As executives in the department store sector put the finishing touches on their first-quarter earnings reports — released beginning today — analysts are noting clear challenges ahead.
The first quarter may be the least important one for stores, but when a retailer is still jittery because of inventory issues from last year’s fourth quarter while sitting on in-season items that just don’t seem to be selling, there is cause for concern, according to several recent analysts’ reports.
Looking over the longer term, department stores across the globe have seen tangible progress in regard to inventory management. An analysis of key metrics over the past four years reveals that initiatives by department store retailers to reduce costs and boost gross margins have been a success. Those gains are viewed as essential in light of the severe erosion in profit and return margins during the same period. One of the factors eroding profits is the online push for market share, which according to a recent HRC Advisory report is eating away at pre-tax profits by 25 percent.
On the positive front, according to data from S&P Capital IQ, the selling, general and administrative costs as a percent of sales fell from an average of 11 percent in 2012 to 9.5 percent today. Gross margin rates have increased 190 basis points to 36.8 percent today from 34.9 percent four years ago.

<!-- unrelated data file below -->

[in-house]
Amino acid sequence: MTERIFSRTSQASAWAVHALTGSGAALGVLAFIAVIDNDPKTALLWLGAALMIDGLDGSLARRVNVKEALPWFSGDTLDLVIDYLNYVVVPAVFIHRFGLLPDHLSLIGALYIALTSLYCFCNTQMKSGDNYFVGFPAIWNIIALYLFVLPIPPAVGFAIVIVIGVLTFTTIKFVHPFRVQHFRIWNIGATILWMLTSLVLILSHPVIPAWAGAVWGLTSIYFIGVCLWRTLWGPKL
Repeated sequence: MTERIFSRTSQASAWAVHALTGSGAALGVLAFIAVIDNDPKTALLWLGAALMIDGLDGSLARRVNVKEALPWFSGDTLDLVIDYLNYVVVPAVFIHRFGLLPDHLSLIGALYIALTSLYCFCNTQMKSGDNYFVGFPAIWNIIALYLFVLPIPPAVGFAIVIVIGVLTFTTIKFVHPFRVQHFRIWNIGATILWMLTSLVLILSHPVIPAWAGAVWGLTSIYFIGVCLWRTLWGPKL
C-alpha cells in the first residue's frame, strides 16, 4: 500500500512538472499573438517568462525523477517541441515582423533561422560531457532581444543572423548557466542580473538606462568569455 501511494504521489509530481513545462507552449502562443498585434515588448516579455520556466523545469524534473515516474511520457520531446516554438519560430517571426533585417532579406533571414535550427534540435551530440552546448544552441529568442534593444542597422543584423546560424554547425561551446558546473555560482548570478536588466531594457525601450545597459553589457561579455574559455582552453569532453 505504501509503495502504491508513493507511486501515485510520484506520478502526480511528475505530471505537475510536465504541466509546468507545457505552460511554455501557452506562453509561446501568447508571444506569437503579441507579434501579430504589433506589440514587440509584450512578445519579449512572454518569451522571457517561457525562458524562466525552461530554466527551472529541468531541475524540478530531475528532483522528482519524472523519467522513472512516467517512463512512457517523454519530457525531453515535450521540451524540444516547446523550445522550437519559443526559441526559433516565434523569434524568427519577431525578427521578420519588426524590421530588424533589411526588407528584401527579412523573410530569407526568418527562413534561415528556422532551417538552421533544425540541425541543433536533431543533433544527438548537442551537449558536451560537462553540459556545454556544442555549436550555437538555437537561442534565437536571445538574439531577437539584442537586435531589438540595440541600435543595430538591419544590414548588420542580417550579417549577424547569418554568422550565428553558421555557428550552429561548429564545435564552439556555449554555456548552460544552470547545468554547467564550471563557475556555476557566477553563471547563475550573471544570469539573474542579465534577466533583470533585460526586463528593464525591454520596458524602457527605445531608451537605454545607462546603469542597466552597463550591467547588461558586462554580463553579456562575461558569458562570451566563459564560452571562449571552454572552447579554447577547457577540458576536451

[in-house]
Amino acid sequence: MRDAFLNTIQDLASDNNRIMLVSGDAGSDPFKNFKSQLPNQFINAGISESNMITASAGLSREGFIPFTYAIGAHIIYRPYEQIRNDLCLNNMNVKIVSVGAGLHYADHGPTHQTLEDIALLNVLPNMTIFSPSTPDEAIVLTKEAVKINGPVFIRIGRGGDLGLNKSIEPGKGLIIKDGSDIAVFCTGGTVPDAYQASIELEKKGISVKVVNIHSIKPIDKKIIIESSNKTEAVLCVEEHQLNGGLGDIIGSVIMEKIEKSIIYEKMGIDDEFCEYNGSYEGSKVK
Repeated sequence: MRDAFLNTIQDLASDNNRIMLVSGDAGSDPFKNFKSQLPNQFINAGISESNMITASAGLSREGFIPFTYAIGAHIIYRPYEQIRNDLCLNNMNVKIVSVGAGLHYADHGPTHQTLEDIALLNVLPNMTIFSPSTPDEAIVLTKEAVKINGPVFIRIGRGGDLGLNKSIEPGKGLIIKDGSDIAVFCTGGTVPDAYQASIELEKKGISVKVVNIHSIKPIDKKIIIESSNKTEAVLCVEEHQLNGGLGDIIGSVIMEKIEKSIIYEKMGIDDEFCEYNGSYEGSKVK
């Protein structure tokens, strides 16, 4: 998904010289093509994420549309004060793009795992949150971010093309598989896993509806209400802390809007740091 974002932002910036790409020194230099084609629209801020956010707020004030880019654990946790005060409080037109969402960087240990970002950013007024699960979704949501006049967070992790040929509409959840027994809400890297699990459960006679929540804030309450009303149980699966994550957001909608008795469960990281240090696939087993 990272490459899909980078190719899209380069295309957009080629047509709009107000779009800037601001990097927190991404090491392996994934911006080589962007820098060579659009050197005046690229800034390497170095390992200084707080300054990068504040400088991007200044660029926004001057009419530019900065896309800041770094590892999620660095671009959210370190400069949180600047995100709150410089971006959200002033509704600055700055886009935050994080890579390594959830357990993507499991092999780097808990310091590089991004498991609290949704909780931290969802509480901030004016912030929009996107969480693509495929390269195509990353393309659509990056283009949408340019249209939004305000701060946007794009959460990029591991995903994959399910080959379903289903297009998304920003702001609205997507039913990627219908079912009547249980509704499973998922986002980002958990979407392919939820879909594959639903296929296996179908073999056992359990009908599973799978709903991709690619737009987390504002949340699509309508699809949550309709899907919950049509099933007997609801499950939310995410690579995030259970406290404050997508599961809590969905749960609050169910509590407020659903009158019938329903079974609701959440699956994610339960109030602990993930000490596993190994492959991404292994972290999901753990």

The drop in SG&A margins reflects an industry mantra touting the importance of stringent and ongoing cost controls. The industry average gain in gross margins is indicative of recovery since the Great Recession, when retailers engaged in markdown mania. From here, it is unclear whether gross margins will hold steady given last quarter’s dismal holiday shopping season as well as consumers’ ongoing love affair with having experiences over buying “things.” And from a bottom-line perspective, profits have evaporated.
In the same four-year period that gross margins gained and SG&A declined, profit and return margins have steeply declined. Net income as a percent of sales fell to an average of 2 percent today from 5.2 percent in 2012, according to S&P Capital IQ’s data. And earnings from continuing operations as a percent of sales dropped to 2.2 percent from 5.6 percent in that same time period.
Weaker net income margins also translate to diminished equity returns. The average return on equity — the amount of net income returned as a percentage of shareholders’ equity — for the department store sector dropped to 7.4 percent today from 10.3 percent in 2012.
In the same period, the return on assets, which indicates the profitability of a company relative to its total assets, dropped to 3.2 percent today from 3.7 percent four years ago. Return on capital — a measure of how a company leverages its money to create returns — also declined, falling to 4.9 percent today from 5.9 percent four years ago.
For the upcoming first-quarter earnings season, analysts are concerned over stiff headwinds in the department store sector. Macy’s Inc. reports today. Kohl’s Corp. and Nordstrom Inc. report results on Thursday, while J.C. Penney and Co. releases results on Friday.